Estimated Enrollment: 1000
Study Start Date: February 2014
Estimated Study Completion Date: June 2016
Estimated Primary Completion Date: June 2015 (Final data collection date for primary outcome measure)
Arms Assigned Interventions
Experimental: Bright Narrow Band Imaging
Use of B-NBI to detect colonic adenomas.
Other: Bright Narrow Band Imaging.
Using Bright Narrow Band Imaging to detect colonic adenomas.
Active Comparator: White Light Endoscopy
Use of White Light Endoscopy to detect colonic adenomas.
Other: White Light Endoscopy
Use of White Light Endoscopy to detect colonic adenomas.

Detailed Description:

Removal of colorectal adenomas prevents occurrence of cancers [1]. It is recognized that colonoscopy can miss colorectal adenomas and early cancers [2]. There is a need to further improve performance of colonoscopy. The use of chromoendoscopy has been shown to improve detection of flat adenomas [3]. Narrow band imaging was introduced in year 2006. It is similar to chromoendoscopy in that it provides more mucosal details. This enables endoscopists to accurately describe the pit pattern of adenomas. NBI has been used as a substitute to chromoendoscopy.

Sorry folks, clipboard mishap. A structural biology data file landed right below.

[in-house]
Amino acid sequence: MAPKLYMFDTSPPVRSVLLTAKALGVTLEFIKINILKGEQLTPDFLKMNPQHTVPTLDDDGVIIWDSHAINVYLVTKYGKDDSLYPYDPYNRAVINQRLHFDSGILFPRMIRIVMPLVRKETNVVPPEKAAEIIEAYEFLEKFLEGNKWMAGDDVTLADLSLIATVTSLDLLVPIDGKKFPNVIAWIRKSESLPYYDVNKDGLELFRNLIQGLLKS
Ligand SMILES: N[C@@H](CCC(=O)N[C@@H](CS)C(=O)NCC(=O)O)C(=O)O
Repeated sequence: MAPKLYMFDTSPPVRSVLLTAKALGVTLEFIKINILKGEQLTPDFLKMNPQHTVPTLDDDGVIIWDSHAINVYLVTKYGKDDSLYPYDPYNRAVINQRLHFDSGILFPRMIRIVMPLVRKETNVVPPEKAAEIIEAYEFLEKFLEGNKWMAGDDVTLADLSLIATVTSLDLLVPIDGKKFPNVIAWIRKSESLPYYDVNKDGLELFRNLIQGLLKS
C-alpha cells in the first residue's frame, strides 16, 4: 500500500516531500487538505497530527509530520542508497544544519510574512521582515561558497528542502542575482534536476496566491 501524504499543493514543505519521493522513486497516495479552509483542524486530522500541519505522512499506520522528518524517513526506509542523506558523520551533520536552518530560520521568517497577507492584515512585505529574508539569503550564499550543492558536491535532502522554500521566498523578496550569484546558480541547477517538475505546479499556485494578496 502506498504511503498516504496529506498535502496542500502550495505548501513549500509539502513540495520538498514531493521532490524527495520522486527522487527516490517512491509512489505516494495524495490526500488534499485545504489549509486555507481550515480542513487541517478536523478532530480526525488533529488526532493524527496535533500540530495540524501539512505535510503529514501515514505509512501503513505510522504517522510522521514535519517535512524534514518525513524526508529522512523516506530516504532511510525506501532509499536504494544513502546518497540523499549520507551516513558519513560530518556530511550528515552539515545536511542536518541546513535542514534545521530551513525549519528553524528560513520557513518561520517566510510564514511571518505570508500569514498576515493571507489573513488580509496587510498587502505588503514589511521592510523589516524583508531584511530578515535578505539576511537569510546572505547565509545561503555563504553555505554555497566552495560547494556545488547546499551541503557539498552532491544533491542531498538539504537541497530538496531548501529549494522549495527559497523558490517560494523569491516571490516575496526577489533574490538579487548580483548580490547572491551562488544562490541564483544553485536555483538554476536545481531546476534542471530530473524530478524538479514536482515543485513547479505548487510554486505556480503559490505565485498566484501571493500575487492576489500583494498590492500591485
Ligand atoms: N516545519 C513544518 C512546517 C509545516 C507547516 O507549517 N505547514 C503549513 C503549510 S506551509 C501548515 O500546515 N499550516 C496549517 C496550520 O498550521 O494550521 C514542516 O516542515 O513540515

In pooled analysis, NBI is comparable to chromoendoscopy in their sensitivity and specificity in the diagnosis of malignant colorectal adenomas [4]. Unfortunately, the use of NBI has not been shown to conclusively improve rate of colorectal adenoma detection. Two of 3 randomized trials that compared WLE to NBI showed a higher adenoma detection rate with the use of NBI [5, 6]. In a study by Rex et al., the rate was however similar with either modality. In a pooled analysis, NBI was only marginally better than WLE [7].

The effective use of NBI depends on the quality of bowel preparation and the experience of endoscopist. In the presence of fecal matters, NBI tends to be dark and detection of small adenomas becomes difficult. The prototype bright NBI coupled with high definition resolution is likely to overcome this drawback of original NBI.

  Eligibility

Ages Eligible for Study:   50 Years and older